Egan: Diversity can be a consideration in drawing new school attendance zone lines but should not be the over-arching factor in the decisions. It would be inappropriate to create gerrymandered zones to satisfy a diversity requirement. I believe in the general concept that a child should attend the most local school. We do not want to create islands of disparity in educational opportunities. We need to provide all of our schools with the resources and competent staff to provide quality educational opportunities. I reject the argument that disadvantaged students need to transfer to non-local schools in order to receive a quality education.
    School construction
    How would you set priorities for school construction and renovation? Has the county devoted adequate resources to maintaining or replacing school buildings?
    Egan: The BCPS Board has a responsibility to provide a safe and secure infrastructure in which to educate our children. Decisions on allocating resources to facilities should be prioritized first to address any outstanding safety issues. Any long-term infrastructure issues should be addressed with a long-term perspective of anticipated demographic changes and not just to address a short-term situation. I also believe that parents should be brought into the discussion of resource allocation since their children are directly involved. While comfortable buildings support educational efforts, they are not the primary driver of quality education. Currently, as an outsider, I do not have a complete understanding of how and why resources have been allocated. Even within a 350 page BCPS budget, there is a surprising lack of specificity on how resources are allocated and the reasons for these decisions. My experience with budgets convinces me that within a $ 1.6 billion budget there exists opportunities to re-allocate budget dollars to meet essential needs.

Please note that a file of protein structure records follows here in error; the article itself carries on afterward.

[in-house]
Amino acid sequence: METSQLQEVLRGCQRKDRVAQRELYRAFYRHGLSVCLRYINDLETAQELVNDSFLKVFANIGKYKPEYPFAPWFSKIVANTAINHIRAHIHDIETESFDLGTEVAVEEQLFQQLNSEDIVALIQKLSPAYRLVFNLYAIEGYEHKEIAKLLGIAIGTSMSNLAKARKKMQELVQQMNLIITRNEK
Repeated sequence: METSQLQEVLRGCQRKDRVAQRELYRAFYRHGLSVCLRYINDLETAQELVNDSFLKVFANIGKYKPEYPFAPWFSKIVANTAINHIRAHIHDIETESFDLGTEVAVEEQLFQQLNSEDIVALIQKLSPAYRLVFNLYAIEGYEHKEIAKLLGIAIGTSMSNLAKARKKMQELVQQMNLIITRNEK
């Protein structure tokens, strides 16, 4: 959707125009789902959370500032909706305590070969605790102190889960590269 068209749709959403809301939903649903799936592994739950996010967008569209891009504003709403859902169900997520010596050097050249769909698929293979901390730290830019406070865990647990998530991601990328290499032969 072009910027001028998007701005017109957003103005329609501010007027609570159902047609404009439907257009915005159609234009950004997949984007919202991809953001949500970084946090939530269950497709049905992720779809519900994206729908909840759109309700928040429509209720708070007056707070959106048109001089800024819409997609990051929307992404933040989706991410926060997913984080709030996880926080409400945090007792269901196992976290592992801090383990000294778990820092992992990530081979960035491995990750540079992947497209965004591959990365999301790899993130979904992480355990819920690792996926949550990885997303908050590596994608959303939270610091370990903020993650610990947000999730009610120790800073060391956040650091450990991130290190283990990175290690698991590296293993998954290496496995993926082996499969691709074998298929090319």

Election Coverage

      Help support our election coverage. Get 4 weeks of unlimited access for only 99¢. Subscribe